DIY Wiring Fixes

You may be surprised to find a great deal of projects that would traditionally require professional service can be simply done by an uninitiated layman. Wiring solutions can be very complicated, but if you have the right tools for the job, you can save hundreds of dollars–especially when it comes to airplane repairs.

Aircraft repair

With regards to aircraft maintenance, there are areas where you can save quite a bit doing the dirty work personally. It goes without saying, you should know the make and model of your aircraft intimately – a mistake here could be deadly in the air. Once you’ve removed any paneling that protects the wiring system, you need to pay careful attention to which wires are ground and which aren’t.

Depending on how “handy” you are, these may not be repairs you should effect. But then again, they may. Don’t be overconfident here, but don’t restrain yourself as well if you think you can carry out the repair–it’s a tightrope you must learn to balance!

That said, if you can’t source an electrical problem by changing the fuse, resetting it, replacing components, or something of that ilk, rewiring could be the fix. Electrical wiring in any aircraft is integral in the control of maneuvering flaps. For this important task, you’re going to need the right tools. If you can get tools which can function in multiple capacities, the better.

Looking Closely

If you have an electrical fixture that isn’t working, it may be that some structural compromise has undermined the wiring. This can happen due to regular wear and tear over time, or as a result of pests gnawing through certain wires to make their nests, or water damage, among other things. Flap wiring issues are even more integral.

Finding what’s wrong can take time, but can be done safely without formal expertise. It always makes sense to look first before you spend anything on exterior solutions. Now say you looked, and found some wires that have been chewed out by a rodent while your plane’s been in the hangar.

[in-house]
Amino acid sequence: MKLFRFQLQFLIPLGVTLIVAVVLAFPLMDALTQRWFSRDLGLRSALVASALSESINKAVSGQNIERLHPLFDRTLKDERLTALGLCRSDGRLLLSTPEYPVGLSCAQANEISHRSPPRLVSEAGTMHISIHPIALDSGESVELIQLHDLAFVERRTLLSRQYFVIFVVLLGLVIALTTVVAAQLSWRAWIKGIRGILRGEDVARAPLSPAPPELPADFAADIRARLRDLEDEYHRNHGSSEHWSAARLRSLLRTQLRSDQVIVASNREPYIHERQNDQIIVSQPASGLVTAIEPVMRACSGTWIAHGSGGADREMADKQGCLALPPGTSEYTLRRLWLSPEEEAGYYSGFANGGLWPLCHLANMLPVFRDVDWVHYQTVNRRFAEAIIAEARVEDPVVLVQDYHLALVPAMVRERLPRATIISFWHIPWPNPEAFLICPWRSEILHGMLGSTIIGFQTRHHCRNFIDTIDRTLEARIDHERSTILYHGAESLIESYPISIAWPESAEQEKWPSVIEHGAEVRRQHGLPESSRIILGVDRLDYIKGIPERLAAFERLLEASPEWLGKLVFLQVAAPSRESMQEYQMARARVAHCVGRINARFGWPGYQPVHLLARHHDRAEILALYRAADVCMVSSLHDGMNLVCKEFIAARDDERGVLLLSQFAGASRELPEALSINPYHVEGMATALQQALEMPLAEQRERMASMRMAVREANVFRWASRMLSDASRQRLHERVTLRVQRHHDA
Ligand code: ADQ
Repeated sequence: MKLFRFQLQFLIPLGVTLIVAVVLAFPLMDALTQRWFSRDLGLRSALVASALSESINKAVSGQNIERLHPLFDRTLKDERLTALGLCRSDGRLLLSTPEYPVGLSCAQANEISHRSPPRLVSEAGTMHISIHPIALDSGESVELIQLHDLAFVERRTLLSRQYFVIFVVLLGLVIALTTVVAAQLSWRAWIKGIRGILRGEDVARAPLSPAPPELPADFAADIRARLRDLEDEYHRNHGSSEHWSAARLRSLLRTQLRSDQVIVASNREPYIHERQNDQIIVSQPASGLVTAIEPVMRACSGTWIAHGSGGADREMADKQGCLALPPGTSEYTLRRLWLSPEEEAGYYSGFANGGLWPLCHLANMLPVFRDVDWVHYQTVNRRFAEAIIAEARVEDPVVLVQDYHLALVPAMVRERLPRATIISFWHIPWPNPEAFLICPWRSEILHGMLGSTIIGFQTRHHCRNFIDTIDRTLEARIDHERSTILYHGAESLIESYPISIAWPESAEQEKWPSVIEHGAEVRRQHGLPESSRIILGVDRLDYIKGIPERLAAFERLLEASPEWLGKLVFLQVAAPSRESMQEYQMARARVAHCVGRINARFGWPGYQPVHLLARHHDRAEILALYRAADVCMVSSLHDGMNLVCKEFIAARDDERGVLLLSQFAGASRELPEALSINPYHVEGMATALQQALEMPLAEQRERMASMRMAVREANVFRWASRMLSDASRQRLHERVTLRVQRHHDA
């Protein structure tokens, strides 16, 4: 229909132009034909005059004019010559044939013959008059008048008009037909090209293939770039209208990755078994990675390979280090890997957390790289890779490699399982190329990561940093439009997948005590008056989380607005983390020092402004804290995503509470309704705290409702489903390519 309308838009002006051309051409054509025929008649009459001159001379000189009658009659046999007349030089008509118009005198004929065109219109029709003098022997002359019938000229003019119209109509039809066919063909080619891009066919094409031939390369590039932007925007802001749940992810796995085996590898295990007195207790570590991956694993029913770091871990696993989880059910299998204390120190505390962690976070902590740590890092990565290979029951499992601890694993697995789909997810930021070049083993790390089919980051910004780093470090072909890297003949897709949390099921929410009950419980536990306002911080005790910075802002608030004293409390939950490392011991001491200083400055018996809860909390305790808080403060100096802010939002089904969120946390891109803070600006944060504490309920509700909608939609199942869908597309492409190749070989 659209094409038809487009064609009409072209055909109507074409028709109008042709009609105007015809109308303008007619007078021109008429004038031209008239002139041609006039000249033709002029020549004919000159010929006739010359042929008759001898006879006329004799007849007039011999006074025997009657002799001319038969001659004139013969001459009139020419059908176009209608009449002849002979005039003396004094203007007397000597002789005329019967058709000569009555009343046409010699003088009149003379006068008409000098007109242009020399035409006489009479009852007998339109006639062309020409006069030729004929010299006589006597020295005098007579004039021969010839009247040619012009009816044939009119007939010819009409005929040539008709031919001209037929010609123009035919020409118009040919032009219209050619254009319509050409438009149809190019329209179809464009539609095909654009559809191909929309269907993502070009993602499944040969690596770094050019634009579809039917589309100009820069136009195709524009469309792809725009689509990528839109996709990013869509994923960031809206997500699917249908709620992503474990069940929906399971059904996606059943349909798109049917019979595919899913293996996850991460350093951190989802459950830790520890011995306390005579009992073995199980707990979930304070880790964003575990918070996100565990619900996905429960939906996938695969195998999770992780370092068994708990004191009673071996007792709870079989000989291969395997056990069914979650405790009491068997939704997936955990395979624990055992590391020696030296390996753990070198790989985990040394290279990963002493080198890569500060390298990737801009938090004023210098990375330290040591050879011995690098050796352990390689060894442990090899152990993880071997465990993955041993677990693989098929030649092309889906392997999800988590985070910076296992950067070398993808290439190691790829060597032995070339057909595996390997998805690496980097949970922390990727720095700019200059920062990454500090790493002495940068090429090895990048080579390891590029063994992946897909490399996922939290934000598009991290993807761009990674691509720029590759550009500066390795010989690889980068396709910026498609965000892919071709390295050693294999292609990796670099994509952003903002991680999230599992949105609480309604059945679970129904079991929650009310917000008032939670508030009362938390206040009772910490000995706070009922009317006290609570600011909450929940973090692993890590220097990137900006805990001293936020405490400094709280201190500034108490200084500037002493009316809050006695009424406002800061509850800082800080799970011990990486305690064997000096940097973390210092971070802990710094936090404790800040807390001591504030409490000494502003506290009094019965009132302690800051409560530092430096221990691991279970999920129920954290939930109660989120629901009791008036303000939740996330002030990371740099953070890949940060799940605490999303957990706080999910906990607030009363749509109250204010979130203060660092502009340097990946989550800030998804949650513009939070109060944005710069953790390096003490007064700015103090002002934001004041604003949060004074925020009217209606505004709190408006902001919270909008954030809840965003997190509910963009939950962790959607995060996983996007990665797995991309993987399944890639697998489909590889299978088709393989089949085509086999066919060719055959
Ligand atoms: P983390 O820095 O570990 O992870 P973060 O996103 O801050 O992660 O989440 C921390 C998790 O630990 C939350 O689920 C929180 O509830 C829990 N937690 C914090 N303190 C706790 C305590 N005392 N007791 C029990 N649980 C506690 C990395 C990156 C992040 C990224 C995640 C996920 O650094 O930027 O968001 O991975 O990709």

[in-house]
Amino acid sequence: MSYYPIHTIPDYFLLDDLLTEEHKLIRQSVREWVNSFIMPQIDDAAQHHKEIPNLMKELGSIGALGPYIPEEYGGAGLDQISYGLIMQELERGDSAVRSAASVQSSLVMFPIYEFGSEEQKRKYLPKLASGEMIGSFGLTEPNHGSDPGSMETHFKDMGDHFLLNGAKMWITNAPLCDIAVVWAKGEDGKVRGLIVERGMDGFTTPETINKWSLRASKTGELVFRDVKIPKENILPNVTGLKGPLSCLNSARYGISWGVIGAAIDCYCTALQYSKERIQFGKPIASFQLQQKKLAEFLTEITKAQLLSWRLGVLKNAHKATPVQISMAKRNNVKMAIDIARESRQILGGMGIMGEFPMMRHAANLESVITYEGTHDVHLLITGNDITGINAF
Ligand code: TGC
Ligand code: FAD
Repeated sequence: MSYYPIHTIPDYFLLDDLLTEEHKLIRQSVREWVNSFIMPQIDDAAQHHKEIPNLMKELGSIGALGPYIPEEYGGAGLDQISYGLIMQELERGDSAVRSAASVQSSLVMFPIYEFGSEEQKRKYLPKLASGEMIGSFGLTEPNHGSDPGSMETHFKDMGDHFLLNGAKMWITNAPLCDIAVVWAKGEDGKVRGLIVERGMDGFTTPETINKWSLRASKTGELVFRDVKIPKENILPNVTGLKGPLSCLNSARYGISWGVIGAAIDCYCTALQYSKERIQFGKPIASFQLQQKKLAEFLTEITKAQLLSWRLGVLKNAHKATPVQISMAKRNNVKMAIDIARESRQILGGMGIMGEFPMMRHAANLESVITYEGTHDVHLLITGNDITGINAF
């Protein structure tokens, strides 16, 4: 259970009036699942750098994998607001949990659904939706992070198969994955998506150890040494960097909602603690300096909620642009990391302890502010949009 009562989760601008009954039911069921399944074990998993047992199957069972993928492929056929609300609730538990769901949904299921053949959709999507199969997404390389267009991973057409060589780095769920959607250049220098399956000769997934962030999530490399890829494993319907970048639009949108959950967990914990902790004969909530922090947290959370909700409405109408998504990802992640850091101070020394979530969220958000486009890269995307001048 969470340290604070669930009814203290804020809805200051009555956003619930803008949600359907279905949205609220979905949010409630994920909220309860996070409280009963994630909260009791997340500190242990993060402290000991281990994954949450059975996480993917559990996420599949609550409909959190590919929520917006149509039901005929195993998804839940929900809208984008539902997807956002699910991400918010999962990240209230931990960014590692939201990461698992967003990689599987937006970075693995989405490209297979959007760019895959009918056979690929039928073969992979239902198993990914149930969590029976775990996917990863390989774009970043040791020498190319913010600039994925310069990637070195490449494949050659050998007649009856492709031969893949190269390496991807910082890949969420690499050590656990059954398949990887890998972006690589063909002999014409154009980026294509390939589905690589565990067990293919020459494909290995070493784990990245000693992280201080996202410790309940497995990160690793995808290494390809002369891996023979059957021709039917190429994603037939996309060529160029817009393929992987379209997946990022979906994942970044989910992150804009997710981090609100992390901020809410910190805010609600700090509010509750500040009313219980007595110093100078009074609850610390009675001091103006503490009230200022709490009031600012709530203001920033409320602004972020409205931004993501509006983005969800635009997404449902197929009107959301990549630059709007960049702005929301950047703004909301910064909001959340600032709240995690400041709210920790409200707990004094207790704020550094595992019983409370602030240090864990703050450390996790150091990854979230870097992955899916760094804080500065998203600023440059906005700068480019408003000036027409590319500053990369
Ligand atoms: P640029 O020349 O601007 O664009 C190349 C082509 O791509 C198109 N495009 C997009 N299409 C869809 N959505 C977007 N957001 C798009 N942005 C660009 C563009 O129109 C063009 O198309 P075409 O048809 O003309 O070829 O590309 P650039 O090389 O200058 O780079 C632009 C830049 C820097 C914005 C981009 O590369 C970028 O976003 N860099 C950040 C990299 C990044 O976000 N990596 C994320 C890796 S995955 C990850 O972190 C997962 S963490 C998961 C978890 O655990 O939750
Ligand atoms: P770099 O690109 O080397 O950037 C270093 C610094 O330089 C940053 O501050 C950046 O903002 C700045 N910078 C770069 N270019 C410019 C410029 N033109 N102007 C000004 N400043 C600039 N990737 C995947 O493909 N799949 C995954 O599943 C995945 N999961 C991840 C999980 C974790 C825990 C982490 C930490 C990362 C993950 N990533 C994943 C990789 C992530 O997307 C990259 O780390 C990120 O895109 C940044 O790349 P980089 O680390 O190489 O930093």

What you’ll need is a tool to strip/cut the coating around the copper inside the wire. This will reveal a length of metal which you will then twist together with a plastic nut (usually white or yellow, and sized appropriately) after removing the compromised wire part. This nut will hold the merged wires together.

Stripping can be done with a pocket-knife, but you may want a wire-stripping tool to do the job. Buying one is cheaper than hiring an electrician. This stripping tool doesn’t have to be specifically for electrical wiring–many wire cutters will do the trick in a pinch, though it is nice to have specialized equipment.

Before effecting repairs like this, you want to be sure all electricity has been deactivated. Turn the breaker off. Once you’ve stripped the wire so the proper length of metal is visible on either side, link it together and twist the nut. After that you want to wrap the repair in electrical tape, and voila!; problem solved, money saved.

DIY wiring repair

What You May Save

Now a repair like that could cost you $100 or more. Oftentimes, material costs are negligible, but electricians charge hourly rates anywhere from $40 to $100, depending on the necessary electrical solution. Airplane engineers for more technical issues will likely be even more expensive. You can potentially save a good amount if you find out the issues are simple enough to repair on your own.

You want to have tools available for such situations. Milbar safety wire pliers come in a variety of models and sizes; some including built-in preservation features to maintain tool integrity. As AeroInStock.com describes, these models: “…incorporate a cushion throat to catch clipped wire ends, preventing FOD (Foreign Object Damage).”

These can be used for wiring, cutting, and many diverse applications both in the hangar and in the home–though Milbar specifically designs tools aimed at airplane repair. And, while there are certainly going to be instances where “fixing” the problem yourself is foolhardy, there are others where it’s foolhardy to overpay when you could complete the repair in an hour or so.